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Ken Walker with the 
Mitsubishi Lancer VR-X (copyright image)

Mitsubishi Lancer VR-X (copyright image)

Mitsubishi Lancer VR-X (copyright image)

Mitsubishi Lancer VR-X (copyright image)

ROAD TEST:   Mitsubishi Lancer VR-X (auto)

by Ken Walker

21st July, 2009

Home > Road Tests > Mitsubishi

Lancer is a volume seller for Mitsubishi Motors and the Next Car Team take out the current model in VRX trim. There is only one higher trim level available in the regular Lancer line-up, the Aspire sedan. The other trim levels are ES (base model) and VR (mid-spec).

The Mitsubishi Lancer is a machine that keeps improving with each new model and the latest technology keeps appearing in the higher specification models. For instance, the VRX gains rain sensing wipers and light sensing headlights. This is equipment normally found in vehicles over the 30 grand mark. Certainly, these features are a very worthy and welcome inclusion in this class of vehicle. However, the driver must remember to set the controls of both lights and wipers to automatic, but hey, that’s not a big ask surely? And it also gains keyless ignition and access to the cabin and boot, but the “smart key” must be within 70 cm of the vehicle for these functions to operate.

On the road, I found the Lancer VRX Sportback responded willingly to a little throttle pressure and hurtled along the F3 Freeway effortlessly. Of course the 2.4 litre double overhead camshaft with 4 valves per cylinder MIVEC engine had a role in this performance. The figures quoted by MMAL show that this 'whiz' produces 125 kW at 6,000 rpm and maximum torque is 220 Nm at 4,100 rpm. Yes, this is an engine that likes to rev. With a kerb weight of just 1,375 kg this equates to a very reasonable power to weight ratio, which also explains the very good fuel consumption quoted at 8.9 l/per hundred kms. This figure was supplied by the manufacturer in accordance with ADR 81/01.

This package has a low aggressive stance, no doubt aided by the 18” alloy rims running 215/45R18 low profile tyres, rides very flat on the road with very little, if any, body roll when driven at the sign posted speed limits. It was enough to bring the lost “boy racer” images to this consultant. To assist in driver confidence a virtual plethora of safety features are fitted to this package as standard equipment. This includes 6 SRS airbags, anti-lock braking system, electronic brake force distribution, active stability control, active traction control, anti-intrusion pedal system and seat belt pretensioners with force limiters. There are no surprises here; this package has a 5 star ANCAP safety rating. Disc brakes all round provide the stopping ability. A very sporty suspension package is fitted to the VRX by way of MacPherson struts up front and the rear multi link independent system to provide great road holding ability. To further enhance this ability a front strut tower brace is installed that aids precise directional handling.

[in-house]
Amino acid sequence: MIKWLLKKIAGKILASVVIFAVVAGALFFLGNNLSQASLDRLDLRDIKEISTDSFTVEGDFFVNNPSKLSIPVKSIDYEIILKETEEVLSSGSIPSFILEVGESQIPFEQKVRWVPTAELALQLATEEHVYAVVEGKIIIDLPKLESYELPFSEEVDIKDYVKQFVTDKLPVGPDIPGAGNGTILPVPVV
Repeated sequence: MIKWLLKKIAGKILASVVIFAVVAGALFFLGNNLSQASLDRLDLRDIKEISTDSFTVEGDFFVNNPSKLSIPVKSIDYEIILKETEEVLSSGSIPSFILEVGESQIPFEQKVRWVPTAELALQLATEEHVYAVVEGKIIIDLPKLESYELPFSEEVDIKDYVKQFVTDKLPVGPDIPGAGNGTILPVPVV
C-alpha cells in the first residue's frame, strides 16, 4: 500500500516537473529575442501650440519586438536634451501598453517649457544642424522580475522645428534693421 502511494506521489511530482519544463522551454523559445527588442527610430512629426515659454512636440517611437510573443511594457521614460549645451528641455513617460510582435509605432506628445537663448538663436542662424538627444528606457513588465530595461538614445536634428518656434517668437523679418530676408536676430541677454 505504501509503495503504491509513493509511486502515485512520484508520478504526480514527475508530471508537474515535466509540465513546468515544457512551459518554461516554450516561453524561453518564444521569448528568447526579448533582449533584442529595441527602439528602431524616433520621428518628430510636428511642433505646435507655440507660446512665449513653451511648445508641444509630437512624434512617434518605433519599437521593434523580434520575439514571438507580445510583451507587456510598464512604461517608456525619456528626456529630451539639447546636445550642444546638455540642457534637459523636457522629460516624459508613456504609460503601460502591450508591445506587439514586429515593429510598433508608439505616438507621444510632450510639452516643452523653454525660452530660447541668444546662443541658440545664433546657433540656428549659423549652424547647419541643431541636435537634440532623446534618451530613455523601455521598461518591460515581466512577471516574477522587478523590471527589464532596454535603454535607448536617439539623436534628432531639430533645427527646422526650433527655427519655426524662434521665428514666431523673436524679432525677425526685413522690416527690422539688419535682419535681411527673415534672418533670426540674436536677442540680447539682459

Inside the cabin there is a host of features that sometimes might make one feel that they are in the cockpit of a jumbo jet, such as the voice activated programmable blue tooth mobile telephone system that I am still trying to work, but then I don’t use an instruction manual until a last resort. Power windows all round with auto down for the driver, two cup and bottle holders in front with two cup holders in the rear, except if there are five passengers in the vehicle, privacy glass for the rear windows with tinted glass up front, 6 stack CD player with AM/FM radio and MP3 connectivity, no ashtray or lighter (how good is that) and 2 power sockets in the console area. The steering column and wheel are tilt adjustable while there are satellite controls on the arm for the cruise control, audio and blue tooth system. Within easy finger reach of the steering wheel are shift paddles for those wishing to use the CVT as a manual transmission. CVT? This equates to Constant Variable Transmission (CVT) and, as fitted to our test package, has six gears which are so smooth in its operation that it is difficult to distinguish the gear changes. Climate control air conditioning tops off this package of goodies, but is no means the end of the quantity of standard equipment features of this highly regarded package as the Team has only touched on a few items.

We rate the Mitsubishi Lancer VRX Sportback as a highly desirable and economical package, both to buy and operate. The only down side with the Lancer, to our way of thinking, is the space saver spare wheel, particularly when a full size rim and tyre is available as an accessory. But that doesn't mask the Lancer's ability to satisfy.


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